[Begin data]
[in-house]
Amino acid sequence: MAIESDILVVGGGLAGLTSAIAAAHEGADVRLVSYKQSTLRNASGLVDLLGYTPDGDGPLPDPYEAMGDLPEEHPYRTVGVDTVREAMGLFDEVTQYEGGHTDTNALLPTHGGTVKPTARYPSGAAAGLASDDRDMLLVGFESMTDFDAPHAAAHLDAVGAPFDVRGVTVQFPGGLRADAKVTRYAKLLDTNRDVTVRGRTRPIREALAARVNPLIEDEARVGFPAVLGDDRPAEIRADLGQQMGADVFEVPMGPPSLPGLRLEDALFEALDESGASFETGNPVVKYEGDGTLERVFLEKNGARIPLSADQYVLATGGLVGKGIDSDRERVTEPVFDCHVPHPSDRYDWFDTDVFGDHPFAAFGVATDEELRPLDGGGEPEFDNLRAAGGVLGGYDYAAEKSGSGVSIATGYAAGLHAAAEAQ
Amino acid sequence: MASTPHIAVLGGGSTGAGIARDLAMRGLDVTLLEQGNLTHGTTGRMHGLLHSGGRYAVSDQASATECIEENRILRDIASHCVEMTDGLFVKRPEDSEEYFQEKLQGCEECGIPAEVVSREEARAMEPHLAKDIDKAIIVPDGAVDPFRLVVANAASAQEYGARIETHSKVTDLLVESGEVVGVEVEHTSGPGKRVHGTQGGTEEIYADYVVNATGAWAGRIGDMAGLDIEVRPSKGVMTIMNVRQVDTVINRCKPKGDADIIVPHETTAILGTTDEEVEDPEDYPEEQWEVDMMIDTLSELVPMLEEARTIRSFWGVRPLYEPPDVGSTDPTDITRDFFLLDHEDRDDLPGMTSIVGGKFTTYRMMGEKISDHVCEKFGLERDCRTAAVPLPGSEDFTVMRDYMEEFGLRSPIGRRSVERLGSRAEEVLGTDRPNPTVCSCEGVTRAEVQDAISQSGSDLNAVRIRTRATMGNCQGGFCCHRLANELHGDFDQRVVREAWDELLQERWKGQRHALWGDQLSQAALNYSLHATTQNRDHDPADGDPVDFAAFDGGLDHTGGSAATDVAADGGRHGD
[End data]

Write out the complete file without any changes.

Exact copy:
[in-house]
Amino acid sequence: MAIESDILVVGGGLAGLTSAIAAAHEGADVRLVSYKQSTLRNASGLVDLLGYTPDGDGPLPDPYEAMGDLPEEHPYRTVGVDTVREAMGLFDEVTQYEGGHTDTNALLPTHGGTVKPTARYPSGAAAGLASDDRDMLLVGFESMTDFDAPHAAAHLDAVGAPFDVRGVTVQFPGGLRADAKVTRYAKLLDTNRDVTVRGRTRPIREALAARVNPLIEDEARVGFPAVLGDDRPAEIRADLGQQMGADVFEVPMGPPSLPGLRLEDALFEALDESGASFETGNPVVKYEGDGTLERVFLEKNGARIPLSADQYVLATGGLVGKGIDSDRERVTEPVFDCHVPHPSDRYDWFDTDVFGDHPFAAFGVATDEELRPLDGGGEPEFDNLRAAGGVLGGYDYAAEKSGSGVSIATGYAAGLHAAAEAQ
Amino acid sequence: MASTPHIAVLGGGSTGAGIARDLAMRGLDVTLLEQGNLTHGTTGRMHGLLHSGGRYAVSDQASATECIEENRILRDIASHCVEMTDGLFVKRPEDSEEYFQEKLQGCEECGIPAEVVSREEARAMEPHLAKDIDKAIIVPDGAVDPFRLVVANAASAQEYGARIETHSKVTDLLVESGEVVGVEVEHTSGPGKRVHGTQGGTEEIYADYVVNATGAWAGRIGDMAGLDIEVRPSKGVMTIMNVRQVDTVINRCKPKGDADIIVPHETTAILGTTDEEVEDPEDYPEEQWEVDMMIDTLSELVPMLEEARTIRSFWGVRPLYEPPDVGSTDPTDITRDFFLLDHEDRDDLPGMTSIVGGKFTTYRMMGEKISDHVCEKFGLERDCRTAAVPLPGSEDFTVMRDYMEEFGLRSPIGRRSVERLGSRAEEVLGTDRPNPTVCSCEGVTRAEVQDAISQSGSDLNAVRIRTRATMGNCQGGFCCHRLANELHGDFDQRVVREAWDELLQERWKGQRHALWGDQLSQAALNYSLHATTQNRDHDPADGDPVDFAAFDGGLDHTGGSAATDVAADGGRHGD